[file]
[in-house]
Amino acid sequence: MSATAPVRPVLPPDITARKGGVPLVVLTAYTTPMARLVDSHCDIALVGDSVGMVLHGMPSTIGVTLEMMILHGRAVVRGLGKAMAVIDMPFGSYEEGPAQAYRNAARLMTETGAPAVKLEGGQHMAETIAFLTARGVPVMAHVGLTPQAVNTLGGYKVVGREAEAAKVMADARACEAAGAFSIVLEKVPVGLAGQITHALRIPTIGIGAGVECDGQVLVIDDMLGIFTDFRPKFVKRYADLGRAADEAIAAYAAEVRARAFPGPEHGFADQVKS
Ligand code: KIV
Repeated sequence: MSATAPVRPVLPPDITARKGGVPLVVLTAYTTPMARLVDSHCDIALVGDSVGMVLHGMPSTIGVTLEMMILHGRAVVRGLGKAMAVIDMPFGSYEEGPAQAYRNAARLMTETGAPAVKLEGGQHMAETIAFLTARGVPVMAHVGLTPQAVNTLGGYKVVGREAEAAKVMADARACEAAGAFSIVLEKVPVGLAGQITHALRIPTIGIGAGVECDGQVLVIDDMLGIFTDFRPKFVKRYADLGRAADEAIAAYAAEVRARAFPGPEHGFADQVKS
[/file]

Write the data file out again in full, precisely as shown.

[in-house]
Amino acid sequence: MSATAPVRPVLPPDITARKGGVPLVVLTAYTTPMARLVDSHCDIALVGDSVGMVLHGMPSTIGVTLEMMILHGRAVVRGLGKAMAVIDMPFGSYEEGPAQAYRNAARLMTETGAPAVKLEGGQHMAETIAFLTARGVPVMAHVGLTPQAVNTLGGYKVVGREAEAAKVMADARACEAAGAFSIVLEKVPVGLAGQITHALRIPTIGIGAGVECDGQVLVIDDMLGIFTDFRPKFVKRYADLGRAADEAIAAYAAEVRARAFPGPEHGFADQVKS
Ligand code: KIV
Repeated sequence: MSATAPVRPVLPPDITARKGGVPLVVLTAYTTPMARLVDSHCDIALVGDSVGMVLHGMPSTIGVTLEMMILHGRAVVRGLGKAMAVIDMPFGSYEEGPAQAYRNAARLMTETGAPAVKLEGGQHMAETIAFLTARGVPVMAHVGLTPQAVNTLGGYKVVGREAEAAKVMADARACEAAGAFSIVLEKVPVGLAGQITHALRIPTIGIGAGVECDGQVLVIDDMLGIFTDFRPKFVKRYADLGRAADEAIAAYAAEVRARAFPGPEHGFADQVKS